In this “I Have This Old Gun” segment from a recent episode of American Rifleman TV, the experts take an in-depth look at the history of the Canadian-made Ross Rifle. With origins in a 1905 sporting rifle, chambered in .280 Ross, the 1910 military variant of the Ross fired the .303 British, and proved as problematic as it was accurate.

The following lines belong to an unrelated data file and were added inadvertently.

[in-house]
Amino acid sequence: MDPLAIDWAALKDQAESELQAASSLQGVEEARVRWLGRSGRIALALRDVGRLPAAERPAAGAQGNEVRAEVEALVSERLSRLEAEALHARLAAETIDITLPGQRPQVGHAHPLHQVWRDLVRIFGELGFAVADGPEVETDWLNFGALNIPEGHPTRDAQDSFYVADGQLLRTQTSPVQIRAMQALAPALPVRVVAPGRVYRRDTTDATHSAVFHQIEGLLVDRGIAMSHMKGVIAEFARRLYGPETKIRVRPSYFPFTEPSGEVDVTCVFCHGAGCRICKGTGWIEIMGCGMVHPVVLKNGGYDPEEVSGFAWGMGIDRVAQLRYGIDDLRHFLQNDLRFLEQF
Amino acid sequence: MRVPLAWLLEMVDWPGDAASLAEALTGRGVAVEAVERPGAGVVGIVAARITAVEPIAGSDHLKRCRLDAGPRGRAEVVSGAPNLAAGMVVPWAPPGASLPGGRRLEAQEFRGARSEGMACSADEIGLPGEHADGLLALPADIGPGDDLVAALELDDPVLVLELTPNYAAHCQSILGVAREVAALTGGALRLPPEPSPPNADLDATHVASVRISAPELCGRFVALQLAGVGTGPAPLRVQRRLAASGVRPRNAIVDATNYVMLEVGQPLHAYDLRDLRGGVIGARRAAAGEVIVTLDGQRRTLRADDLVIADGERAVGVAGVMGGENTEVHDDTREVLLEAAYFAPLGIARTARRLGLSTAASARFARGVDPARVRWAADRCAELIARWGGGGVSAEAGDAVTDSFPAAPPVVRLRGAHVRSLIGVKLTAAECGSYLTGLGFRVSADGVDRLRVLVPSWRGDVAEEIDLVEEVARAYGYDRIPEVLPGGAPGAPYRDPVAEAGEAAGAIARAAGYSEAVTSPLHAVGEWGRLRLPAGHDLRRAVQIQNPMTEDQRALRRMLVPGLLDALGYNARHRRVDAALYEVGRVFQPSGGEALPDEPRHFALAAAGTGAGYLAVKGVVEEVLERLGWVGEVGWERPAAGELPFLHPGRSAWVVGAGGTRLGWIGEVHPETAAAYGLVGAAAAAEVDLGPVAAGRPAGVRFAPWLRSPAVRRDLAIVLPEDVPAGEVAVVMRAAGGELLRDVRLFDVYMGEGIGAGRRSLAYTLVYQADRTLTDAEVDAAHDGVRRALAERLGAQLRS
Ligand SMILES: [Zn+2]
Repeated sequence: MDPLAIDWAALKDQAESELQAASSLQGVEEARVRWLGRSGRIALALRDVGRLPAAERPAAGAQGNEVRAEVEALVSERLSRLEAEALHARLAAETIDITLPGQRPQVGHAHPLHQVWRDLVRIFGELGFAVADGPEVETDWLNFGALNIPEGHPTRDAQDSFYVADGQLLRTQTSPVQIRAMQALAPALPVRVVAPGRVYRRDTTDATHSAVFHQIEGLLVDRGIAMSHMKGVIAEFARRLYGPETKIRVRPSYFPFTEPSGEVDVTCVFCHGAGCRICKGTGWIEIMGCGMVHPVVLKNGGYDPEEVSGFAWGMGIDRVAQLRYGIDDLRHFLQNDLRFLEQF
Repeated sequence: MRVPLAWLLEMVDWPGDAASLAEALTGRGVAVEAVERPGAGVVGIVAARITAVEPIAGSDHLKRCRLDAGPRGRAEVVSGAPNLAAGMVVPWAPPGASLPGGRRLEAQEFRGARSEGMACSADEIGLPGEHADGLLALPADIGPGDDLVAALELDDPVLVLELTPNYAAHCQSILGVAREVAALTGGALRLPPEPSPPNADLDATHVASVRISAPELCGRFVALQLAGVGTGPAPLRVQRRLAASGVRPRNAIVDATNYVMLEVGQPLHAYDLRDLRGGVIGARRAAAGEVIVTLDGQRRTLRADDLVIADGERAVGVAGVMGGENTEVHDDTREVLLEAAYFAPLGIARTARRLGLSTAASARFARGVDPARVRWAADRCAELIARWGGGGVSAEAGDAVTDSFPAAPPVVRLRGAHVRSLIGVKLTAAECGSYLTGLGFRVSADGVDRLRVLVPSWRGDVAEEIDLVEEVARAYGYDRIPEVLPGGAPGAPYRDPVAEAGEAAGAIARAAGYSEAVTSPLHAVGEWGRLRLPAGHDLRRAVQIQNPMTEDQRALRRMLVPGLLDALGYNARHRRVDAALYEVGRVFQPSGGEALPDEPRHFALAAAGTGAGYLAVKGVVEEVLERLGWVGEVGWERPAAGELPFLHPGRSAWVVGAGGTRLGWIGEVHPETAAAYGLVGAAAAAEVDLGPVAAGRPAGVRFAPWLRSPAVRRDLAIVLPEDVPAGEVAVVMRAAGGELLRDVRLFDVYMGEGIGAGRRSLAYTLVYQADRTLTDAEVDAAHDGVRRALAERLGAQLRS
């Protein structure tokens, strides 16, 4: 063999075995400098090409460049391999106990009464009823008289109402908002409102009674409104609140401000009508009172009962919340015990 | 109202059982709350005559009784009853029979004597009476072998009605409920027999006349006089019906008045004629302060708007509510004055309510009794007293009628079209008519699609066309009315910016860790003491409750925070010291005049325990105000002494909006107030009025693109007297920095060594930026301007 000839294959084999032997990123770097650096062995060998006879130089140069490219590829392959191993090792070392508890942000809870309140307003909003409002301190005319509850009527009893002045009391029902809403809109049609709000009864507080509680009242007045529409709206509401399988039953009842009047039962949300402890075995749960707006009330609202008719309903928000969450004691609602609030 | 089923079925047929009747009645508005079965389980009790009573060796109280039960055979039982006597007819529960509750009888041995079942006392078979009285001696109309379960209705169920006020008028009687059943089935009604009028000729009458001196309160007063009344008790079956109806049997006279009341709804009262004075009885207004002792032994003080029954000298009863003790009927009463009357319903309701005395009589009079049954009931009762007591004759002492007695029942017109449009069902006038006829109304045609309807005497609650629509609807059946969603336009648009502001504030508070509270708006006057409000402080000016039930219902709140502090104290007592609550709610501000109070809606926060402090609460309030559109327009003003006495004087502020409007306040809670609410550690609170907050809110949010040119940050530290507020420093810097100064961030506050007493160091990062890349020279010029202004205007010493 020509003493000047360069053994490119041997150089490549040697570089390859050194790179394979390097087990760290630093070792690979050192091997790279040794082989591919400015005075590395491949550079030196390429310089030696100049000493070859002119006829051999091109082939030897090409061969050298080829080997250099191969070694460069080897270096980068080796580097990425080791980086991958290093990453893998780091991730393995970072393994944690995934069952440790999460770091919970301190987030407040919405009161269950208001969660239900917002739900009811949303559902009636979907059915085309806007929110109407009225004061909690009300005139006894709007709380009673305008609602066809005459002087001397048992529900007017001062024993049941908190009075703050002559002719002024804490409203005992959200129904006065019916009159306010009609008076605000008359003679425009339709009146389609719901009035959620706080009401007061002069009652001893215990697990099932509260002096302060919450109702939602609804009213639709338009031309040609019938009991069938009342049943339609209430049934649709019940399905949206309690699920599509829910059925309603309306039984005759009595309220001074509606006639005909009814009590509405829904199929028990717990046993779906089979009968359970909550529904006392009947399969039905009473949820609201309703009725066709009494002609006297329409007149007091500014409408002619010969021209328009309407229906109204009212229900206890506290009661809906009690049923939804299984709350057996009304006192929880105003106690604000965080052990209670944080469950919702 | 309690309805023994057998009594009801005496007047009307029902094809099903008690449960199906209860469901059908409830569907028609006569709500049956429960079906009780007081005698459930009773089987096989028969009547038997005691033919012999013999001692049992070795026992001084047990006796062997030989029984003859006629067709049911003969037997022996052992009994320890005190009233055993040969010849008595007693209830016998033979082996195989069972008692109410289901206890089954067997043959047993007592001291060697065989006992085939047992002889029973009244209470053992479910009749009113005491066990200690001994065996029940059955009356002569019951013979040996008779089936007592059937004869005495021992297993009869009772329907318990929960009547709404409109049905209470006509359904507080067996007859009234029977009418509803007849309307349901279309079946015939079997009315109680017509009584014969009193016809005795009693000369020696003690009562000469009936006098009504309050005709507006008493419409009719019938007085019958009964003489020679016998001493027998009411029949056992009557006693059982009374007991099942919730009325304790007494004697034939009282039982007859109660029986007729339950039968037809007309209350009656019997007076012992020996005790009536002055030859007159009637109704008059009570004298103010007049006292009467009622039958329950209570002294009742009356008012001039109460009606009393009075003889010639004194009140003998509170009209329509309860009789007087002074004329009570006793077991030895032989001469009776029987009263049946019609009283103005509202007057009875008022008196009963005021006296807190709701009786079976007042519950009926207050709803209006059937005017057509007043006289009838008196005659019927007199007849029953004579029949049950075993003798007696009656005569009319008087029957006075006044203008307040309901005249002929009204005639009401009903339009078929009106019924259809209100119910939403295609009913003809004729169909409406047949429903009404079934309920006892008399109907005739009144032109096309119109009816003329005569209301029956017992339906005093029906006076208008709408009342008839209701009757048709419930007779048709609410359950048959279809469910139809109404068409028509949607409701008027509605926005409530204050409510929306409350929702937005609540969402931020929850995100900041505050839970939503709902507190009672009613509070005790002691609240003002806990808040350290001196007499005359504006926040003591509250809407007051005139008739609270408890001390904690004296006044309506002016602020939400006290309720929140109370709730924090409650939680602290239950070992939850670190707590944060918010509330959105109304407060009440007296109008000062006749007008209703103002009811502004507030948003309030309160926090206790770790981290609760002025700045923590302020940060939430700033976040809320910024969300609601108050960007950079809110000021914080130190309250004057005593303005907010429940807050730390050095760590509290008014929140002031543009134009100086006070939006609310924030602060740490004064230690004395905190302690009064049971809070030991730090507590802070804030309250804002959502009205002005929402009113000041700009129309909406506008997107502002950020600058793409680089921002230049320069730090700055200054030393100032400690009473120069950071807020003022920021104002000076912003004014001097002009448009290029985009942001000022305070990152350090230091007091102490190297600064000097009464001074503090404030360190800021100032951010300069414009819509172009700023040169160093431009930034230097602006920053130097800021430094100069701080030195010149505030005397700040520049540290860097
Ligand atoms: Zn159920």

Conceived by Charles Ross, and adapted for military service following a disagreement with the British over licensing for the Lee-Enfield, the Ross Rifle featured a straight-pull bolt unique from many of its turn-bolt counterparts. This distinctive feature proved to be its downfall however, as the tolerances were far too tight for the rigors of trench warfare. The least bit of dirt or dust caused the action to seize up, and after cleaning, the bolt was very easy to replace in an improper fashion. This latter error, if committed, would cause the bolt to explode out the back of the rifle upon release of the next shot. The gun eventually did find its niche as a sniper rifle, where its high accuracy made its finicky nature wholly worthwhile. For more on this firearm, check out this segment from American Rifleman TV.